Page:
Hints from the Health Department. Leaflet from the archive of the Society of Medical Officers of Health. Credit: Wellcome Collection, London
Annual report on the public health of Finsbury for the year 1910
In one household two such bottles were given to the mother,
but on each visit she was found to be using a long-tubed bottle,
which was very foul and dirty. She explained that her husband
insisted on her discarding the improved bottles and using the
In one case the baby itself resisted all efforts to make it take
to the tubeless bottle, and wasted until the long-tubed bottle
was restored to it.
Clothing.—In the poorer homes the babies are nearly always
found to be improperly and insufficiently clothed in flannelette.
The mothers appear to be glad to be taught and welcome the
flannel vests which are sold to them by the lady Health Visitors
at cost price, and given gratis to those too poor to pay.
In many of the schools in the district the school children have,
through the courtesy and kindness of the head-teachers, been
allowed to knit vests for the babies. The wool for these is
provided by the Health Department. In special cases where the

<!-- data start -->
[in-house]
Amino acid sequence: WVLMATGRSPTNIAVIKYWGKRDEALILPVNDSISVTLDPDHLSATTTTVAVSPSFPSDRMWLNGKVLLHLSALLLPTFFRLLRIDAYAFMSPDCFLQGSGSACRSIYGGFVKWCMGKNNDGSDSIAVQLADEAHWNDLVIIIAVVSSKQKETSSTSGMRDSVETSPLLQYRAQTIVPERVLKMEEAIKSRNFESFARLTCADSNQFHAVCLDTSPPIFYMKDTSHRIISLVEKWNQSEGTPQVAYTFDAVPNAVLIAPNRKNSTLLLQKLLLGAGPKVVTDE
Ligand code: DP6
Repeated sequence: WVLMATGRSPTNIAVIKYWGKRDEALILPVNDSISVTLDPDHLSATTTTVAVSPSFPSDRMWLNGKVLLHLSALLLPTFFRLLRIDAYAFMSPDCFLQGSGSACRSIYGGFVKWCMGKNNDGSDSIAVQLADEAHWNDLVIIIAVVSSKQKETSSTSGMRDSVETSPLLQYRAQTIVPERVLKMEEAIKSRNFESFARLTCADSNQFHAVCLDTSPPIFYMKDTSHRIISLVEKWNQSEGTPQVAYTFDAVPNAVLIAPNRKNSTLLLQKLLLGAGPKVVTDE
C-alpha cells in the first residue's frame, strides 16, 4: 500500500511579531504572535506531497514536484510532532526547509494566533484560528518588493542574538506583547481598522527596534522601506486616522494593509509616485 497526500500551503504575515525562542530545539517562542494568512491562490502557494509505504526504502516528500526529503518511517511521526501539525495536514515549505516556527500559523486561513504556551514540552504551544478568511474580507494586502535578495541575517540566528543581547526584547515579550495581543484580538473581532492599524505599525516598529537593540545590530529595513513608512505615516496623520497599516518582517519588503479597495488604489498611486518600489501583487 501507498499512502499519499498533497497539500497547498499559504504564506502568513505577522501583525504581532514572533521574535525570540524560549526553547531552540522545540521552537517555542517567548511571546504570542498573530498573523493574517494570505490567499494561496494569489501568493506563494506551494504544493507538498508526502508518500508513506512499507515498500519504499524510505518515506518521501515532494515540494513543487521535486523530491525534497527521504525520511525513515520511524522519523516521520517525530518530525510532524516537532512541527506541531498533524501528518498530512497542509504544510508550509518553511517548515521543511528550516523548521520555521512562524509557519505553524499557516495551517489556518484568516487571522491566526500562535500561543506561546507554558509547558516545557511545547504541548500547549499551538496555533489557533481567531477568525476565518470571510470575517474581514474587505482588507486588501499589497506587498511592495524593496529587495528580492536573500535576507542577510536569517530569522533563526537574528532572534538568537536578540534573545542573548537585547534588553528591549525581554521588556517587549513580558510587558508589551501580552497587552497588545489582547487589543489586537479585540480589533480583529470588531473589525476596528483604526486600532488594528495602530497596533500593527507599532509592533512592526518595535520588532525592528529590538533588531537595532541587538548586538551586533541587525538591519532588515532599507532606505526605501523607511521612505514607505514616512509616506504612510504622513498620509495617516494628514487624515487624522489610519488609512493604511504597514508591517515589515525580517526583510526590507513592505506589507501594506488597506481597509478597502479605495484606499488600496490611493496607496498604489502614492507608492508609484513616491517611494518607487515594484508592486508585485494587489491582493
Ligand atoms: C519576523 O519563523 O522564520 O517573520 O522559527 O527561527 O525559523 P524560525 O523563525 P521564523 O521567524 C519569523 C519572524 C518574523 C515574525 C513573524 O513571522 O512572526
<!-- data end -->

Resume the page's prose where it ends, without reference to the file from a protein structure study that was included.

parents were very poor, layettes, consisting of 2 blankets,
2 night gowns, 2 petticoats, 6 diapers, 2 flannel binders, and
2 vests, were procured for each infant. The cost of these was
defrayed from a private source.
Cases illustrating the conditions found are appended :—
1. The mother, aged 22, had been deserted by her husband
shortly after marriage, and had never been supported by him.
The baby was born healthy, and at the first visit was found
scantily clothed in flannelette, with the neck and shoulders much
exposed and suffering from bronchitis.
2. A baby, extremely dirty and filthy, so much so that the
dirt seemed to be continuous with, and almost part of the skin,
was discovered in bed with nothing on.
3. A baby was found on the bare floor, under the table clad
only in a vest.